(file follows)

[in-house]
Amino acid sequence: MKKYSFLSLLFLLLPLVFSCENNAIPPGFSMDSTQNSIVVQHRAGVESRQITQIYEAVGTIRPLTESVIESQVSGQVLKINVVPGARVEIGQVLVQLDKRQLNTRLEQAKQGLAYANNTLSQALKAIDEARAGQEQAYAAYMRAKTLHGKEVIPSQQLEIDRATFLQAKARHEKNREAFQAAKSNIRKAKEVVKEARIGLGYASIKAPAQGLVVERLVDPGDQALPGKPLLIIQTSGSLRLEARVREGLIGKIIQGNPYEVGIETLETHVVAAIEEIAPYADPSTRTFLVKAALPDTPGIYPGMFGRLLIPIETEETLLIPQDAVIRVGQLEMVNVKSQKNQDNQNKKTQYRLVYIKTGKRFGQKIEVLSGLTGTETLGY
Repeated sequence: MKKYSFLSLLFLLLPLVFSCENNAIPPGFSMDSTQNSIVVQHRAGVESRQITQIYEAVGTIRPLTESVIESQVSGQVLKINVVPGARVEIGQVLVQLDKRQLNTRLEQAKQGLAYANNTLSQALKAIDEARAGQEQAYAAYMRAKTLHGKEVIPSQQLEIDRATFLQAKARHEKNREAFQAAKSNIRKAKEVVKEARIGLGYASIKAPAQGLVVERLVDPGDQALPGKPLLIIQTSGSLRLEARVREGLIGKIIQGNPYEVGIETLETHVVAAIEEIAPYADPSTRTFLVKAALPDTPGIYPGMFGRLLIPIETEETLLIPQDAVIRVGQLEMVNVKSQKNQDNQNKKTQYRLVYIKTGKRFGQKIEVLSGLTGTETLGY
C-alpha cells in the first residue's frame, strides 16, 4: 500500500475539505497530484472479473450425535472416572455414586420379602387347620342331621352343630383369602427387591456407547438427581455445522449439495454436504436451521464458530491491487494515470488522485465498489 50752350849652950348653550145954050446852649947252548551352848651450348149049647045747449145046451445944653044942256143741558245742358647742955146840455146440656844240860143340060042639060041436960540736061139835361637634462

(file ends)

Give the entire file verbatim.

[in-house]
Amino acid sequence: MKKYSFLSLLFLLLPLVFSCENNAIPPGFSMDSTQNSIVVQHRAGVESRQITQIYEAVGTIRPLTESVIESQVSGQVLKINVVPGARVEIGQVLVQLDKRQLNTRLEQAKQGLAYANNTLSQALKAIDEARAGQEQAYAAYMRAKTLHGKEVIPSQQLEIDRATFLQAKARHEKNREAFQAAKSNIRKAKEVVKEARIGLGYASIKAPAQGLVVERLVDPGDQALPGKPLLIIQTSGSLRLEARVREGLIGKIIQGNPYEVGIETLETHVVAAIEEIAPYADPSTRTFLVKAALPDTPGIYPGMFGRLLIPIETEETLLIPQDAVIRVGQLEMVNVKSQKNQDNQNKKTQYRLVYIKTGKRFGQKIEVLSGLTGTETLGY
Repeated sequence: MKKYSFLSLLFLLLPLVFSCENNAIPPGFSMDSTQNSIVVQHRAGVESRQITQIYEAVGTIRPLTESVIESQVSGQVLKINVVPGARVEIGQVLVQLDKRQLNTRLEQAKQGLAYANNTLSQALKAIDEARAGQEQAYAAYMRAKTLHGKEVIPSQQLEIDRATFLQAKARHEKNREAFQAAKSNIRKAKEVVKEARIGLGYASIKAPAQGLVVERLVDPGDQALPGKPLLIIQTSGSLRLEARVREGLIGKIIQGNPYEVGIETLETHVVAAIEEIAPYADPSTRTFLVKAALPDTPGIYPGMFGRLLIPIETEETLLIPQDAVIRVGQLEMVNVKSQKNQDNQNKKTQYRLVYIKTGKRFGQKIEVLSGLTGTETLGY
C-alpha cells in the first residue's frame, strides 16, 4: 500500500475539505497530484472479473450425535472416572455414586420379602387347620342331621352343630383369602427387591456407547438427581455445522449439495454436504436451521464458530491491487494515470488522485465498489 50752350849652950348653550145954050446852649947252548551352848651450348149049647045747449145046451445944653044942256143741558245742358647742955146840455146440656844240860143340060042639060041436960540736061139835361637634462